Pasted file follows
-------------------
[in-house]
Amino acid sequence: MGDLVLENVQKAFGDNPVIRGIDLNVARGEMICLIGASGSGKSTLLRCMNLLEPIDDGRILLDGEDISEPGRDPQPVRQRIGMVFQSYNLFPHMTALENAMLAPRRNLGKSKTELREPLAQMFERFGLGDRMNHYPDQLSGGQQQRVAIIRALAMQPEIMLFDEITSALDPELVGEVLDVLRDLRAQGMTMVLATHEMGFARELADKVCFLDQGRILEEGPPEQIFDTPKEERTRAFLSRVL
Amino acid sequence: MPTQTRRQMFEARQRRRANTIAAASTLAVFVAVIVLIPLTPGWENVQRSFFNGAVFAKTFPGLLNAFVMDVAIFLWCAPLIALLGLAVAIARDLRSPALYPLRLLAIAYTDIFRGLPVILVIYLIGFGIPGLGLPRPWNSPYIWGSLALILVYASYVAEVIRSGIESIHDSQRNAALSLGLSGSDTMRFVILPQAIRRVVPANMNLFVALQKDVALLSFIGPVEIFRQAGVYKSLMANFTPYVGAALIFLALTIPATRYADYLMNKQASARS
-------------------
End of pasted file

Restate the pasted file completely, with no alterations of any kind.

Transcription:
[in-house]
Amino acid sequence: MGDLVLENVQKAFGDNPVIRGIDLNVARGEMICLIGASGSGKSTLLRCMNLLEPIDDGRILLDGEDISEPGRDPQPVRQRIGMVFQSYNLFPHMTALENAMLAPRRNLGKSKTELREPLAQMFERFGLGDRMNHYPDQLSGGQQQRVAIIRALAMQPEIMLFDEITSALDPELVGEVLDVLRDLRAQGMTMVLATHEMGFARELADKVCFLDQGRILEEGPPEQIFDTPKEERTRAFLSRVL
Amino acid sequence: MPTQTRRQMFEARQRRRANTIAAASTLAVFVAVIVLIPLTPGWENVQRSFFNGAVFAKTFPGLLNAFVMDVAIFLWCAPLIALLGLAVAIARDLRSPALYPLRLLAIAYTDIFRGLPVILVIYLIGFGIPGLGLPRPWNSPYIWGSLALILVYASYVAEVIRSGIESIHDSQRNAALSLGLSGSDTMRFVILPQAIRRVVPANMNLFVALQKDVALLSFIGPVEIFRQAGVYKSLMANFTPYVGAALIFLALTIPATRYADYLMNKQASARS